Next time you catch someone complaining about a little dust in their eye, kindly draw their attention to this long-suffering crab.
When James Eskridge pulled the blue crab from the waters of the Chesapeake Bay, it didn’t take him long to notice the animal was different from most.
In the video below, Tom Zolper, a spokesperson for the Chesapeake Bay Foundation, offers a remarkably restrained answer.
“You’re looking at a mature female crab who unfortunately has two oysters growing right out of her eyes,” he says.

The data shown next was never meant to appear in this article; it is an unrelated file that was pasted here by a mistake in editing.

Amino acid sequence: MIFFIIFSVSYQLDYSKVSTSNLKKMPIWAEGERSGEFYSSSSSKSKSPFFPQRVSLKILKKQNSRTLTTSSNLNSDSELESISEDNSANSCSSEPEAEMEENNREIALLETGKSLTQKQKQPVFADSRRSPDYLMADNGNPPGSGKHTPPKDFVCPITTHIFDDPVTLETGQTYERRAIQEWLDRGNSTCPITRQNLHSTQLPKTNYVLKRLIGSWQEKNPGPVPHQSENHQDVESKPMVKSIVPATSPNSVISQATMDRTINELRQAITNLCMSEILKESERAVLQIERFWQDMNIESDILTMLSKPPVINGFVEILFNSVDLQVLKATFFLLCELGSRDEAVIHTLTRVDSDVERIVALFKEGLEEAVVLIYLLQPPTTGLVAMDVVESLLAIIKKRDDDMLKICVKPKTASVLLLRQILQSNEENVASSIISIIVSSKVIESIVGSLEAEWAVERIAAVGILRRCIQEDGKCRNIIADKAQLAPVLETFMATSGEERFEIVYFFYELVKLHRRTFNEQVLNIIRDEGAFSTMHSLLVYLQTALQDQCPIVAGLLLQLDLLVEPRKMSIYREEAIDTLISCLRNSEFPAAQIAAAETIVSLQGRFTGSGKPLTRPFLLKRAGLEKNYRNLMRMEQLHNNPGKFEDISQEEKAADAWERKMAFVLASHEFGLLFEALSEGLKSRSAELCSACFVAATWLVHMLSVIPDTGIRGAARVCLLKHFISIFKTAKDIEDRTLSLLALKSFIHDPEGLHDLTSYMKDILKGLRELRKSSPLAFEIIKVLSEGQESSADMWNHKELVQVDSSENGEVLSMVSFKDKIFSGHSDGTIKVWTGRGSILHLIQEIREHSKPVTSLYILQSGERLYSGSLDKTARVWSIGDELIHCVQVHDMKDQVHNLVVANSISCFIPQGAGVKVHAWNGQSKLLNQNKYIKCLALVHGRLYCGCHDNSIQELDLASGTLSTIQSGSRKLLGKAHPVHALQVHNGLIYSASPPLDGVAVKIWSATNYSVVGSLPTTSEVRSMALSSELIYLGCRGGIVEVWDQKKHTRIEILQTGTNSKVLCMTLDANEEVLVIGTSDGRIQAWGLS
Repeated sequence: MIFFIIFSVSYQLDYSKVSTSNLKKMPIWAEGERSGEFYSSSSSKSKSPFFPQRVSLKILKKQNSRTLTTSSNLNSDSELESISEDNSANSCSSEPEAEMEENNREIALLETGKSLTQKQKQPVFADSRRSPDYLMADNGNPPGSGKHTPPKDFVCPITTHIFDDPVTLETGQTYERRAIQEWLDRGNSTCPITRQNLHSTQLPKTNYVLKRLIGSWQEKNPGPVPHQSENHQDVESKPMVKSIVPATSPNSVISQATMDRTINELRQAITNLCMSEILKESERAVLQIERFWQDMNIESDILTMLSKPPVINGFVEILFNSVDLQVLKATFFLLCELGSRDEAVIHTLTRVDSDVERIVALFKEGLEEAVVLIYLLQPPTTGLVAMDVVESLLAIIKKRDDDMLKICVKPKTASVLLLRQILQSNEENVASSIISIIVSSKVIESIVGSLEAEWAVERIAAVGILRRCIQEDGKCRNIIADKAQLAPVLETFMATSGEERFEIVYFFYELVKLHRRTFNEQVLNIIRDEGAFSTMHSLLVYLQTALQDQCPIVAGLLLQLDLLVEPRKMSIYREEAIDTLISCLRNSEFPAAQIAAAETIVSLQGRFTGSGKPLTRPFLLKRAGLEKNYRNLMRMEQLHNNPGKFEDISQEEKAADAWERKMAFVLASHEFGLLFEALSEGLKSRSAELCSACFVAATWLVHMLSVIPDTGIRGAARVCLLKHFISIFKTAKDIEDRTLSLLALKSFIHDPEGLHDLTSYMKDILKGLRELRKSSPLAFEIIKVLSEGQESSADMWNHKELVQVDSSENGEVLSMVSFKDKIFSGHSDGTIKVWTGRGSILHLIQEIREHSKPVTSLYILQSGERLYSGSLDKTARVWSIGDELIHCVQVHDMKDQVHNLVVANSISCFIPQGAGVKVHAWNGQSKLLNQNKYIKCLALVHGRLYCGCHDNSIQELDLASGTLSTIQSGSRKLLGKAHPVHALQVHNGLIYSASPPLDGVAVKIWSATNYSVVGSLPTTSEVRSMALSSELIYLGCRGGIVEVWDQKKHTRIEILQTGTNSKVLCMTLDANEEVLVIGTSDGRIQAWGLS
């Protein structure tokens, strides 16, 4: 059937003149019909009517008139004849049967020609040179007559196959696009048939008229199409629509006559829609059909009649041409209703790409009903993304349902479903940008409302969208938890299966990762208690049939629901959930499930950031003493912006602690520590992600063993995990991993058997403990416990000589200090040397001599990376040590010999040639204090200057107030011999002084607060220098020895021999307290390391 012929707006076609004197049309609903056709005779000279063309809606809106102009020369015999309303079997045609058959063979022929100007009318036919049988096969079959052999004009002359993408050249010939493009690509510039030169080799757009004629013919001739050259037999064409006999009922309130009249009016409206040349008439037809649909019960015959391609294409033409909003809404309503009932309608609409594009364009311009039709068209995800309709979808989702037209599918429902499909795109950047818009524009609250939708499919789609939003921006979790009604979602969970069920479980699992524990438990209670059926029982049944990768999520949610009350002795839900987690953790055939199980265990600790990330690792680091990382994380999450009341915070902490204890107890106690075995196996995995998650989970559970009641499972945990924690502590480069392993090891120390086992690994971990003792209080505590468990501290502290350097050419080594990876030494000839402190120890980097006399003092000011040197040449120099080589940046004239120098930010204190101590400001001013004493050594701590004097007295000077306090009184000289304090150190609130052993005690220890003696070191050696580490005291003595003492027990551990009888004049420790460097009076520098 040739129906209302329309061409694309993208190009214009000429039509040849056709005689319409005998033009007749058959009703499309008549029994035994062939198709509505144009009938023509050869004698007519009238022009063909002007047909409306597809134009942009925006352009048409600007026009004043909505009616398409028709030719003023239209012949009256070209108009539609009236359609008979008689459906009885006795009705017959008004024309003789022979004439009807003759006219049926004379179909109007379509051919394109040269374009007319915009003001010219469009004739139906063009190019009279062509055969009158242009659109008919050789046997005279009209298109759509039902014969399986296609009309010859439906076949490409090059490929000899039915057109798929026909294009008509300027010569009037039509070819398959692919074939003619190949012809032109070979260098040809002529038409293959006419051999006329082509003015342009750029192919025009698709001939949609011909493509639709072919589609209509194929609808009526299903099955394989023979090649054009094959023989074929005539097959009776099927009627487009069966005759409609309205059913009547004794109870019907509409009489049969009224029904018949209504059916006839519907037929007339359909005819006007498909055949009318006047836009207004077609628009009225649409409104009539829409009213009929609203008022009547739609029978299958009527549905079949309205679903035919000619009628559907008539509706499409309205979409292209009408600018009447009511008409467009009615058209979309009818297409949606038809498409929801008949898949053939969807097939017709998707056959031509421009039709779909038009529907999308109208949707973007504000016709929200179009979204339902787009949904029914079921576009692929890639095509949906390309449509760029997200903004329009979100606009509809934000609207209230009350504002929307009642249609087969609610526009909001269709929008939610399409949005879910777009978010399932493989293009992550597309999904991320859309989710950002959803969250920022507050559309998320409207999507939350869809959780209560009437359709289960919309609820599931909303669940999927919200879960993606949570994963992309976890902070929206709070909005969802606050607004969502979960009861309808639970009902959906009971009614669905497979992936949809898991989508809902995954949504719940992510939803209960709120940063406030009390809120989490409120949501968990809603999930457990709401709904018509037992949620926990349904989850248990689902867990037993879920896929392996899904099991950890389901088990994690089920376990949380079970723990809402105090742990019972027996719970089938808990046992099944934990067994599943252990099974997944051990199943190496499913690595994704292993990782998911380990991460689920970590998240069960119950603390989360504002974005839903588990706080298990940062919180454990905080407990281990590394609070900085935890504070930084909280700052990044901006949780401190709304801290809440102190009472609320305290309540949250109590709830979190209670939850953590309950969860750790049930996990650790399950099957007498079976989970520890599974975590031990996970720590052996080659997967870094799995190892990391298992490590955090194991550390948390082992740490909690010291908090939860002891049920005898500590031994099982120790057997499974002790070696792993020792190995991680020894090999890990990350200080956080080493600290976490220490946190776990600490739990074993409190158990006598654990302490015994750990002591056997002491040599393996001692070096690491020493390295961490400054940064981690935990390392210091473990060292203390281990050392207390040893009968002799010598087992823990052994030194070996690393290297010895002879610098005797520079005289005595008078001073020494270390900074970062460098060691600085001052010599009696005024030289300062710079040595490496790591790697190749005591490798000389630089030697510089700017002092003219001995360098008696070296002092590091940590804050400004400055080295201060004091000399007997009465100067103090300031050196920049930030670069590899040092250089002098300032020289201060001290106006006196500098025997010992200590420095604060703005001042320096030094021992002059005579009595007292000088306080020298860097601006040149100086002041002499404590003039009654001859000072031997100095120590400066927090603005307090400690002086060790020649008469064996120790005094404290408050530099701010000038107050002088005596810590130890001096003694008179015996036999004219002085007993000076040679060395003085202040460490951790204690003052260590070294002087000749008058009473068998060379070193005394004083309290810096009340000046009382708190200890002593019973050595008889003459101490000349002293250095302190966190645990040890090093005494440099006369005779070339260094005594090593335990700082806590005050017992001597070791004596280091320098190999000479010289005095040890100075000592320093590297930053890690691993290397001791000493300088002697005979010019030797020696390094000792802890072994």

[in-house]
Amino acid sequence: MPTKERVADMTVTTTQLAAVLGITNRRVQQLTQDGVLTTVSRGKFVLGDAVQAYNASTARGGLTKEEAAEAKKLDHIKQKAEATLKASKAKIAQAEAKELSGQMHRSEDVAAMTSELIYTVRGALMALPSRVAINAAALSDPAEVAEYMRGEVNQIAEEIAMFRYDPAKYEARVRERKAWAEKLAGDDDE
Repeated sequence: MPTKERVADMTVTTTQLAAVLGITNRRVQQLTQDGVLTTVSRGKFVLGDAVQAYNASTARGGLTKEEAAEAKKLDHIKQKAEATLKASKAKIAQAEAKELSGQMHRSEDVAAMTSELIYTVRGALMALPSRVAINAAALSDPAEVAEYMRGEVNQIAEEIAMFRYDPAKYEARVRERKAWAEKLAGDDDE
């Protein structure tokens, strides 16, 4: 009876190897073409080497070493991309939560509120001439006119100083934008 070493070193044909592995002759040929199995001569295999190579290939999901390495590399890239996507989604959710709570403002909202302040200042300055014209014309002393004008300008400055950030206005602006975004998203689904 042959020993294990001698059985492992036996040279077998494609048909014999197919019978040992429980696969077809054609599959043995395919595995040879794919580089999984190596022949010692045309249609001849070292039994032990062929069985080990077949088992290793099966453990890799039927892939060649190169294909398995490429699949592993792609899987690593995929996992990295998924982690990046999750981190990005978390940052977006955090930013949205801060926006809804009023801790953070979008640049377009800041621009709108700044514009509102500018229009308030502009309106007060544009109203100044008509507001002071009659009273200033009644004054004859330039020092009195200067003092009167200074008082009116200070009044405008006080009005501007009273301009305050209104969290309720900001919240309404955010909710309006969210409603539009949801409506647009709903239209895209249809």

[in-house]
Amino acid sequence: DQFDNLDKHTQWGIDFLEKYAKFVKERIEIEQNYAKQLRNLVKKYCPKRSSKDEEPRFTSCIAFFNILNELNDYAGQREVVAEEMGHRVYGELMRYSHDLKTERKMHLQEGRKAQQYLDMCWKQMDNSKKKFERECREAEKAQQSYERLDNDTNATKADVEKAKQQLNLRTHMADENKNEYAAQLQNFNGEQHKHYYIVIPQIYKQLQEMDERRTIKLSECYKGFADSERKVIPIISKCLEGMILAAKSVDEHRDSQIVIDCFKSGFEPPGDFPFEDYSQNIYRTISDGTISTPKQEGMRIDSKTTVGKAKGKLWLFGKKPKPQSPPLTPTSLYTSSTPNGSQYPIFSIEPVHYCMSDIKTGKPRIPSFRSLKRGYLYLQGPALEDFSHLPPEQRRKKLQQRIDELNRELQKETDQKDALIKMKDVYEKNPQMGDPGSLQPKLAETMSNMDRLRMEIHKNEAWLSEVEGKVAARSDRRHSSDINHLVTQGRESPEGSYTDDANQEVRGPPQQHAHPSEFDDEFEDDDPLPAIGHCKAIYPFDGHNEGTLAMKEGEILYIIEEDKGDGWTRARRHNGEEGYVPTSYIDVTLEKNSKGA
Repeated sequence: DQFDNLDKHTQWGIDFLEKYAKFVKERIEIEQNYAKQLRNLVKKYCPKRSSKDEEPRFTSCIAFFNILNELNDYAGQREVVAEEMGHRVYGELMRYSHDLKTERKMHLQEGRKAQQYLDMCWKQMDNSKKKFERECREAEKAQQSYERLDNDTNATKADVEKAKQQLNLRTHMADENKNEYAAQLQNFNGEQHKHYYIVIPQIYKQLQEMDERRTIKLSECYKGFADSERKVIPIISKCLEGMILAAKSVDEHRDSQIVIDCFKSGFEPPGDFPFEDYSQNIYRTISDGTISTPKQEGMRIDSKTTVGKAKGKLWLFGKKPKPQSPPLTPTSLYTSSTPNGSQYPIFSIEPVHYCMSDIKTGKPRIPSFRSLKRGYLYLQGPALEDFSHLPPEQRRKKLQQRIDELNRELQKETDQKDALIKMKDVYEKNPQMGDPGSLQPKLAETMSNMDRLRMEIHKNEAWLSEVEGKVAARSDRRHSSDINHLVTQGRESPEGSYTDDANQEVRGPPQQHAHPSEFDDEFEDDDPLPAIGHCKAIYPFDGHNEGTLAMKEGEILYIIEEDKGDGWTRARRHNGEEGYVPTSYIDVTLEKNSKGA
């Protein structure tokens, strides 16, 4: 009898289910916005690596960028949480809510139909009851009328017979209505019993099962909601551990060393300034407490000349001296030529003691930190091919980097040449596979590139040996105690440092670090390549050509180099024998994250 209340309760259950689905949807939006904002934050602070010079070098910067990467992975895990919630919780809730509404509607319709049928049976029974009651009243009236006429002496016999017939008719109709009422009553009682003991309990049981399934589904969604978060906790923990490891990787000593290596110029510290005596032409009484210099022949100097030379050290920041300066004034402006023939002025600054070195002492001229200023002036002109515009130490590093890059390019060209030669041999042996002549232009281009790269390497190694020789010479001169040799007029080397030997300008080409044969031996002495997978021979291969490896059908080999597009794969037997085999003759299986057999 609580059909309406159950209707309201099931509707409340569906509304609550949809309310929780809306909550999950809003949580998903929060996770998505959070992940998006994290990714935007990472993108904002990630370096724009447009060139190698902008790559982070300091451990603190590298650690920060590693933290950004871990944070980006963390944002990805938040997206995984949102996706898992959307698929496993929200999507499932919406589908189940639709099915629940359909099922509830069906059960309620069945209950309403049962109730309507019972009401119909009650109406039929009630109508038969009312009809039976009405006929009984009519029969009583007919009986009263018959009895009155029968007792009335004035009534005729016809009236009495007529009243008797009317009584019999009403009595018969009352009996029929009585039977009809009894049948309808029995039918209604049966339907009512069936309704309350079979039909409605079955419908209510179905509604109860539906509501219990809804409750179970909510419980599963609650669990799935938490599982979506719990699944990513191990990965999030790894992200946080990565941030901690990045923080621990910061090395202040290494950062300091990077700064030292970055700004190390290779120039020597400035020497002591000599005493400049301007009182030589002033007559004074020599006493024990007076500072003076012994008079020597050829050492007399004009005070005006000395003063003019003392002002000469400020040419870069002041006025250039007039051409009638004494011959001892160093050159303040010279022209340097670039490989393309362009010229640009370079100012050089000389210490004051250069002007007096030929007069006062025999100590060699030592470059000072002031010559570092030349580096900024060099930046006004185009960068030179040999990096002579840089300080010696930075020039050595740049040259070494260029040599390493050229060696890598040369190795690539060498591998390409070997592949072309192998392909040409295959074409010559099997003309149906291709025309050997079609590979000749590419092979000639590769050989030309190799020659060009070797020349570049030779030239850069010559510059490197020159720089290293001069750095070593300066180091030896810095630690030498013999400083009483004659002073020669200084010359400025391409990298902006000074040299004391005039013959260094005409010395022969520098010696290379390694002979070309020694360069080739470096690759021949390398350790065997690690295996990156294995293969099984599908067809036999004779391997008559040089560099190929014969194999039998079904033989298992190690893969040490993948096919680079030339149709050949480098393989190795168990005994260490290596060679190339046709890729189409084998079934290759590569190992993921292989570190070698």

But the answer to this crab’s unfortunate condition paints an even sadder, bigger picture.
Oysters across the famed bay are in steep decline, Zolper tells the Washington Post. Their larvae, he explains, typically latch onto the shells of other oysters — who seem to be able to manage the passengers without freaking out.
But overfishing in the bay has led to a dearth of smooth places for larvae to attach themselves to, and that leads to some desperate larvae.
“They’ll set on anything — even a crab shell,” Zolper explains.
In time, the larvae became full-grown oysters. Along the way, a crab — who was probably molting when the larvae landed — took on a couple of unlikely passengers.
If you think this story is a real eye-opener to the perils of overfishing, please SHARE it.
Due to restrictions, this video cannot
be viewed in your region.